To use a telescope, consult with a star or planetary movement chart to determine which celestial body to observe, set up the telescope according to its manufacturer's instructions, and set the telescope's power accordingly. It is not always preferable to use the telescope at maximum power, as this may dilute the resulting image's brightness.
In general, get the most pleasing view from a telescope somewhere around one-half of its maximum power due to the limitations of focus at high magnifications. Some telescopes include special lenses and filters that increase power, but often do so at the expense of the image's clarity.
Another common telescope add-on is a dark filter designed for allowing direct viewing of the Sun. Even with such a device, looking directly at the sun is never recommended. Some of these filters have been known to crack as a result of heat generated by magnifying the sun's light, rupturing the glass of the eyepiece and injuring the telescope user. To observe the sun, use the telescope to project its image onto a white piece of paper or a screen.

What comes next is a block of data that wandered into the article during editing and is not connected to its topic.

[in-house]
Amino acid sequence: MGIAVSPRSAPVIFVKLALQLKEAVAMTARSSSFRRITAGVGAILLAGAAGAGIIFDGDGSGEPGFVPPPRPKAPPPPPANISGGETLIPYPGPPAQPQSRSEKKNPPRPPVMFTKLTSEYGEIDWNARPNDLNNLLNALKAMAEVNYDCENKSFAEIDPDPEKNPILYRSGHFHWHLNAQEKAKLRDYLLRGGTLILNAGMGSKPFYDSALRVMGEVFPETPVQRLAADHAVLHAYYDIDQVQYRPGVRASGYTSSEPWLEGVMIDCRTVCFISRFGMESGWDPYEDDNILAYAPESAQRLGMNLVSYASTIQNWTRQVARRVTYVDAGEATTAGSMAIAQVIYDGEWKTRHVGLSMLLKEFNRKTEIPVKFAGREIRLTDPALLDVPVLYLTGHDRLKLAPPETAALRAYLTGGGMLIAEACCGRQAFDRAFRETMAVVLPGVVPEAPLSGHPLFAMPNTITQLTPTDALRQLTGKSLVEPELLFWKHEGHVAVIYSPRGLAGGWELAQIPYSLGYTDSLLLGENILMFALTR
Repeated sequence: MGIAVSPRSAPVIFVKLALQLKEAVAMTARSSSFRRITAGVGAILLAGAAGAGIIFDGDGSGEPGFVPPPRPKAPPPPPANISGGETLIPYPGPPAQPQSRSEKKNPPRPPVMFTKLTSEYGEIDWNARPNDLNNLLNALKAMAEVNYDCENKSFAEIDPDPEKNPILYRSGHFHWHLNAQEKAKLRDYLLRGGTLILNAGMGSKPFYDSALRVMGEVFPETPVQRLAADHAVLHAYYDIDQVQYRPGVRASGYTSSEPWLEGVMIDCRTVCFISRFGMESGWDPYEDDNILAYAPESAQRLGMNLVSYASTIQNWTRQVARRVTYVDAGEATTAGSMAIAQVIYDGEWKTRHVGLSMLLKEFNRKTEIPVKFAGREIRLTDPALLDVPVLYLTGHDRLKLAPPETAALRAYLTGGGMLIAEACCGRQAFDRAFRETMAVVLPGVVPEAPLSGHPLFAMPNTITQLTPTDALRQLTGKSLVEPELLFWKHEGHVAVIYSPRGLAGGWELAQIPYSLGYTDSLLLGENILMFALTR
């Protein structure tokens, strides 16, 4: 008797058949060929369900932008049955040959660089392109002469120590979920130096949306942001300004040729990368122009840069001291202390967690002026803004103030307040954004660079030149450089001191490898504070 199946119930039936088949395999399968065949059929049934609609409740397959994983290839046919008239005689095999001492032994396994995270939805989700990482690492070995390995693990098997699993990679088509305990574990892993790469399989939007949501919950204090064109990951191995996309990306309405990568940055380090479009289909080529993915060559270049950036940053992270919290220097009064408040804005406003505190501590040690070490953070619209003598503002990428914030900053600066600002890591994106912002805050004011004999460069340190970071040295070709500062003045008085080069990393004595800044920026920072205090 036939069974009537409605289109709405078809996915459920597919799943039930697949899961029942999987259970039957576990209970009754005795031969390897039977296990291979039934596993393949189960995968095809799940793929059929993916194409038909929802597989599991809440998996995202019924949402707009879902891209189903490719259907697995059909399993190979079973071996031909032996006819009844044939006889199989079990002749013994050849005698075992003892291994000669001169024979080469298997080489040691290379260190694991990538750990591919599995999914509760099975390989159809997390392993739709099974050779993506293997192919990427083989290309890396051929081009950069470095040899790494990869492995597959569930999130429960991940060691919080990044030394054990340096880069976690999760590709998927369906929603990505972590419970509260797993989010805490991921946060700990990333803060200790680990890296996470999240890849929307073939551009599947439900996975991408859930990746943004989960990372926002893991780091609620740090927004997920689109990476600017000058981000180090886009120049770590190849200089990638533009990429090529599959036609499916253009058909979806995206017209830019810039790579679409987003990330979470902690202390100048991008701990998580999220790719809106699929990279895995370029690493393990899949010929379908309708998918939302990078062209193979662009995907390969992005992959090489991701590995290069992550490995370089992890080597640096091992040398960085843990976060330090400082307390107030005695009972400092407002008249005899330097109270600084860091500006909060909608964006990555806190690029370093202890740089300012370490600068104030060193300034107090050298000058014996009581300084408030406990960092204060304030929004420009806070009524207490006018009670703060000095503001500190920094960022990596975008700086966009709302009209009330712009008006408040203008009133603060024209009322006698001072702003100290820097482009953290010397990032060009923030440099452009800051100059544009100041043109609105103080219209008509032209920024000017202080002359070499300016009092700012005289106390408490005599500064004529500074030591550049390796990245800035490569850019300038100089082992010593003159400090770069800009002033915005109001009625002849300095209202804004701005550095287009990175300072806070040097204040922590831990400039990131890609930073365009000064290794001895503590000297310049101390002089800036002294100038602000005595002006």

One of the most rewarding objects to observe in the night sky is the Moon. It is very popular among amateur astronomers due to its proximity and brightness, as well as the fact individuals can find it without the need of a chart or map.